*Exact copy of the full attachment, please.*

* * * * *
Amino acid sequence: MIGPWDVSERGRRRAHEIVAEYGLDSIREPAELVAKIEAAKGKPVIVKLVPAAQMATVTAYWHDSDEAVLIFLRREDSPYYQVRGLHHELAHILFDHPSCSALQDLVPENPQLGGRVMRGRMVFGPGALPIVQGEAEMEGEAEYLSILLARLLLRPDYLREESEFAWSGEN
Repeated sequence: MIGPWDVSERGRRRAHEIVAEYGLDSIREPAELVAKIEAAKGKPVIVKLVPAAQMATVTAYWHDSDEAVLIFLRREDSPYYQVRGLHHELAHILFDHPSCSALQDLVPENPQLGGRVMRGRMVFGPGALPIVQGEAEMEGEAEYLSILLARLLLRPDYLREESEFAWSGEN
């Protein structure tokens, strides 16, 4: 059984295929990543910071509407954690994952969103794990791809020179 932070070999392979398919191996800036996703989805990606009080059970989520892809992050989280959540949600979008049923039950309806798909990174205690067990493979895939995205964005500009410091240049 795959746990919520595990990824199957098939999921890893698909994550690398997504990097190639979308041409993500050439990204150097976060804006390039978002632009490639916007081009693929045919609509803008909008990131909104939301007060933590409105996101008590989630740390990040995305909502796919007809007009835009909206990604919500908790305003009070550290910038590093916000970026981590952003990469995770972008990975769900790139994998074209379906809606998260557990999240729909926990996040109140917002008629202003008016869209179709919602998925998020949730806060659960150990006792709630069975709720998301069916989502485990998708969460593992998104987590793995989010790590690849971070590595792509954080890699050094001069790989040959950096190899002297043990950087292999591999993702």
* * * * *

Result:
Amino acid sequence: MIGPWDVSERGRRRAHEIVAEYGLDSIREPAELVAKIEAAKGKPVIVKLVPAAQMATVTAYWHDSDEAVLIFLRREDSPYYQVRGLHHELAHILFDHPSCSALQDLVPENPQLGGRVMRGRMVFGPGALPIVQGEAEMEGEAEYLSILLARLLLRPDYLREESEFAWSGEN
Repeated sequence: MIGPWDVSERGRRRAHEIVAEYGLDSIREPAELVAKIEAAKGKPVIVKLVPAAQMATVTAYWHDSDEAVLIFLRREDSPYYQVRGLHHELAHILFDHPSCSALQDLVPENPQLGGRVMRGRMVFGPGALPIVQGEAEMEGEAEYLSILLARLLLRPDYLREESEFAWSGEN
């Protein structure tokens, strides 16, 4: 059984295929990543910071509407954690994952969103794990791809020179 932070070999392979398919191996800036996703989805990606009080059970989520892809992050989280959540949600979008049923039950309806798909990174205690067990493979895939995205964005500009410091240049 795959746990919520595990990824199957098939999921890893698909994550690398997504990097190639979308041409993500050439990204150097976060804006390039978002632009490639916007081009693929045919609509803008909008990131909104939301007060933590409105996101008590989630740390990040995305909502796919007809007009835009909206990604919500908790305003009070550290910038590093916000970026981590952003990469995770972008990975769900790139994998074209379906809606998260557990999240729909926990996040109140917002008629202003008016869209179709919602998925998020949730806060659960150990006792709630069975709720998301069916989502485990998708969460593992998104987590793995989010790590690849971070590595792509954080890699050094001069790989040959950096190899002297043990950087292999591999993702």